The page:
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Mapping the Revolutionary War

“We hold these truths to be self-evident, that all men are created equal, that they are endowed by their Creator with certain unalienable rights, that among these are life, liberty and the pursuit of happiness.” The Declaration of Independence, July 4 1776

With these words, the Continental Congress of the 13 American colonies declared themselves no longer part of the British Empire. The Declaration of Independence, which came 15 months into the American Revolutionary War, was just the beginning. The Treaty of Paris, which ended the war, would not be signed until Sept. 3, 1783.

In the seven years of fighting in between, the Continental Army, led by General George Washington, learned the importance of geospatial intelligence. From the rocky terrain of the north, humid swamplands of the south and dense forests of the west, the Continental Army’s superior knowledge of the varied geography gave them an incredible advantage. As such, mapping was critical to the colonists’ victory.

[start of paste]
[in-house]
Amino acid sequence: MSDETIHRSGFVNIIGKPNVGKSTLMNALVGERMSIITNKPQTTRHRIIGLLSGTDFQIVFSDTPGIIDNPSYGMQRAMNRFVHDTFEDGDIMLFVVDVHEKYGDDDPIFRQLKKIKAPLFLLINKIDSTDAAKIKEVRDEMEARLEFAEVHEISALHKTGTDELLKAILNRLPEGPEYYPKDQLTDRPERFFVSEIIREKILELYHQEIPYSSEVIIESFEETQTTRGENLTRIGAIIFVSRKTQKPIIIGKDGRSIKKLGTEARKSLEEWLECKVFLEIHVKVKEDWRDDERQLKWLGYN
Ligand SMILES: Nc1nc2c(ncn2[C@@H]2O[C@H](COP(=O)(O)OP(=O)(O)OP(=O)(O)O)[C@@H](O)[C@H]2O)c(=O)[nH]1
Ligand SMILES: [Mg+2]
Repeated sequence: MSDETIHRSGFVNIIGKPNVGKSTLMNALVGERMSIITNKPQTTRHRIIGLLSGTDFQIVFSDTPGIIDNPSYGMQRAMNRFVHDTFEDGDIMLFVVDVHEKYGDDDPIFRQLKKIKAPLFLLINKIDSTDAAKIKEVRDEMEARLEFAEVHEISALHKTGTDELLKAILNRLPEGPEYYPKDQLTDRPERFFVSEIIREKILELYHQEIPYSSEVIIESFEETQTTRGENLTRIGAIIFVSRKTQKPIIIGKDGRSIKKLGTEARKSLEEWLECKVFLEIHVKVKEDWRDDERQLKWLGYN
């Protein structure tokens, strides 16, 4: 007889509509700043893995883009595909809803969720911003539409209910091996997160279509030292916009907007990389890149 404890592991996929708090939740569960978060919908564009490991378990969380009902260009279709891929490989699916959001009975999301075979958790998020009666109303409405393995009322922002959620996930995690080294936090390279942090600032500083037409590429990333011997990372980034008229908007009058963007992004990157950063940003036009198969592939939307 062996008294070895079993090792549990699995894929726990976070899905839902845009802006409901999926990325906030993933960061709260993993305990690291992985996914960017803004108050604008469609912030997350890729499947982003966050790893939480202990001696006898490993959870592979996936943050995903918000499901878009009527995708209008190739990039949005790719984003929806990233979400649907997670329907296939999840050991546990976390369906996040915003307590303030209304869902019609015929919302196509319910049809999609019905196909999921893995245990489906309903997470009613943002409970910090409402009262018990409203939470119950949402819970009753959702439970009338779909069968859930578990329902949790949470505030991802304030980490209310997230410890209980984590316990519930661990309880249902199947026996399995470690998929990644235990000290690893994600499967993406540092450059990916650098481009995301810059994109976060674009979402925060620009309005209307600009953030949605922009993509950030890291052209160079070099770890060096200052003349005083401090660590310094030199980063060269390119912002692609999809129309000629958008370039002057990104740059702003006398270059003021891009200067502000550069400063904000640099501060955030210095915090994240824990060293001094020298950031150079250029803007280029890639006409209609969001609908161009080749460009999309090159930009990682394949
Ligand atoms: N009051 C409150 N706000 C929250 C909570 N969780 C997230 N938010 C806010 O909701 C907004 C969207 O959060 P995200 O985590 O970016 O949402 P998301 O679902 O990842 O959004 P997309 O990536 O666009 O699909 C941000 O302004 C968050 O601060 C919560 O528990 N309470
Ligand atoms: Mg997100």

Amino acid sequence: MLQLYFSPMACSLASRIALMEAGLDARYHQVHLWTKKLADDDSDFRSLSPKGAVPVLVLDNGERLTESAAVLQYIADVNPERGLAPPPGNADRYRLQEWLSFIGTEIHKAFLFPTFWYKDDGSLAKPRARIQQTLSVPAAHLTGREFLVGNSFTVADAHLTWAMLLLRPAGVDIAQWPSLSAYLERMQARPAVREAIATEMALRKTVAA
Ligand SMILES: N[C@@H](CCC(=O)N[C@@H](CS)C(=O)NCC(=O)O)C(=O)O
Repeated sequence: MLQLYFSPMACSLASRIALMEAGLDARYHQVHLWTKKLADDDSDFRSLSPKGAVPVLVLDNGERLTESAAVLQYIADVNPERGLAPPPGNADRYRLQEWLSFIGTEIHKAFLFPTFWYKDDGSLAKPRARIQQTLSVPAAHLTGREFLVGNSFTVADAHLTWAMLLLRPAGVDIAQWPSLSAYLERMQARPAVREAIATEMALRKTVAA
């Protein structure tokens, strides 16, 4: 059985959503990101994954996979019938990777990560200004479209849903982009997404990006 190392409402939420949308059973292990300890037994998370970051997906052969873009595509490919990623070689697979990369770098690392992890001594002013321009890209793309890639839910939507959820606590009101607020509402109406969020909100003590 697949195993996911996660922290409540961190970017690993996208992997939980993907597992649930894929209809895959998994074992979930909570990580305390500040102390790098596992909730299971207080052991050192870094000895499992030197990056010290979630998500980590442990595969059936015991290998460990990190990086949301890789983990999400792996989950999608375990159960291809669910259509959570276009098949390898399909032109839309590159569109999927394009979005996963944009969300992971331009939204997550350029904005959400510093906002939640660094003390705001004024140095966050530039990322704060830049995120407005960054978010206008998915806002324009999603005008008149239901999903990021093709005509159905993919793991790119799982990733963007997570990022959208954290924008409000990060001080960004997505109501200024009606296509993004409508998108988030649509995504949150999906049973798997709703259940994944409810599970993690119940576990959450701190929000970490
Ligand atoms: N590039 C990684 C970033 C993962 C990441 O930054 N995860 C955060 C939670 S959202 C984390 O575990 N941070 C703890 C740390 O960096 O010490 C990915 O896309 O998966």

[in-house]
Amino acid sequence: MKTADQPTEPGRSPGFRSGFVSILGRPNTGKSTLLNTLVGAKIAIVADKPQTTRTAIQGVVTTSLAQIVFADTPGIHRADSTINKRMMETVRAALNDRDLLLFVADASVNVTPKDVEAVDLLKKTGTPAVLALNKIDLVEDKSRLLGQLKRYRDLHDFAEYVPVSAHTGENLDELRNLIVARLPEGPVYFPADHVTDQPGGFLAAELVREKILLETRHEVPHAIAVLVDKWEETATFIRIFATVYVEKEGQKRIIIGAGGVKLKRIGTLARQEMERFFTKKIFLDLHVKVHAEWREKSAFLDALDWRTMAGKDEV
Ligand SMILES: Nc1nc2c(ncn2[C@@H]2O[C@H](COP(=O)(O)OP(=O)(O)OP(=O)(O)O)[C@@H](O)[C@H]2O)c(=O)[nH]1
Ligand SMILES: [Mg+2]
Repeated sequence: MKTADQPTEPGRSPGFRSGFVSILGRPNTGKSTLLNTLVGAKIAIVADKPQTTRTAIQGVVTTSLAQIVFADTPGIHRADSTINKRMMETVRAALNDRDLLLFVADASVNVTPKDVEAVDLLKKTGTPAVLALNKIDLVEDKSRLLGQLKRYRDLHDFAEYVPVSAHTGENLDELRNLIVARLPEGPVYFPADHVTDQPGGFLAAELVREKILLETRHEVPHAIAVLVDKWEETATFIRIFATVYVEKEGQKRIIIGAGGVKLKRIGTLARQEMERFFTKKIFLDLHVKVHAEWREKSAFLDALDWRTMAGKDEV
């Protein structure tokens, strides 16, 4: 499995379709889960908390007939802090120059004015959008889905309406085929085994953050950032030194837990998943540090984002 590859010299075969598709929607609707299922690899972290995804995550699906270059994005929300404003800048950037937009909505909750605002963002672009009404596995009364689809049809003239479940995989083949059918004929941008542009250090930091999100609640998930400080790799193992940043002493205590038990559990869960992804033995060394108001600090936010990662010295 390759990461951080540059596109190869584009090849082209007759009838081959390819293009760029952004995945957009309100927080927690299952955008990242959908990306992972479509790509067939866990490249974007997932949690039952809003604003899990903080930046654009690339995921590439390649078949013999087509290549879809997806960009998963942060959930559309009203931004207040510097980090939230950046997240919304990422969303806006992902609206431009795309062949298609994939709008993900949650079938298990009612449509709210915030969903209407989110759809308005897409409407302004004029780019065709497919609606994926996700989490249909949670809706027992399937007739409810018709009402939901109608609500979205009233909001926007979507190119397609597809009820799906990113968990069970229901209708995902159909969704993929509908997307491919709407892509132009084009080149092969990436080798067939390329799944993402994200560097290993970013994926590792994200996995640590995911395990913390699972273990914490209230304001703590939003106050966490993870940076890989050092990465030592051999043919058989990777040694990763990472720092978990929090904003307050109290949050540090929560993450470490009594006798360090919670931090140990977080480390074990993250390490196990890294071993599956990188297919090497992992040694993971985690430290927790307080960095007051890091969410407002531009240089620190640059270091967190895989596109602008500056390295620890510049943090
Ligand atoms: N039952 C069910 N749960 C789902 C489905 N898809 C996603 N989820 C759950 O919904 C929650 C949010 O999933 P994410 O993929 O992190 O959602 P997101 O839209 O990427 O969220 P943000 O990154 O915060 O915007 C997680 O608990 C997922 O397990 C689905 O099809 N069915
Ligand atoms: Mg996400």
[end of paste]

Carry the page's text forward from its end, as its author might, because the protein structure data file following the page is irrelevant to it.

Geographer and Surveyor General to the Continental Army Robert Erskine and his team of surveyors completed well over 200 detailed maps and surveys of the Revolutionary War’s northern theater for General Washington and the Continental Army. With an accurate knowledge of the geography and terrain, Erskine’s team gave the Army a decisive advantage over the British. On many occasions, including the Army’s surprise nighttime attack on British soldiers at Stony Point, the Americans used Erskine’s maps to successfully outmaneuver their enemy.

Over 230 years later, American military forces still rely on timely and accurate geospatial intelligence – or GEOINT – provided by NGA to gain a decisive advantage over their adversaries.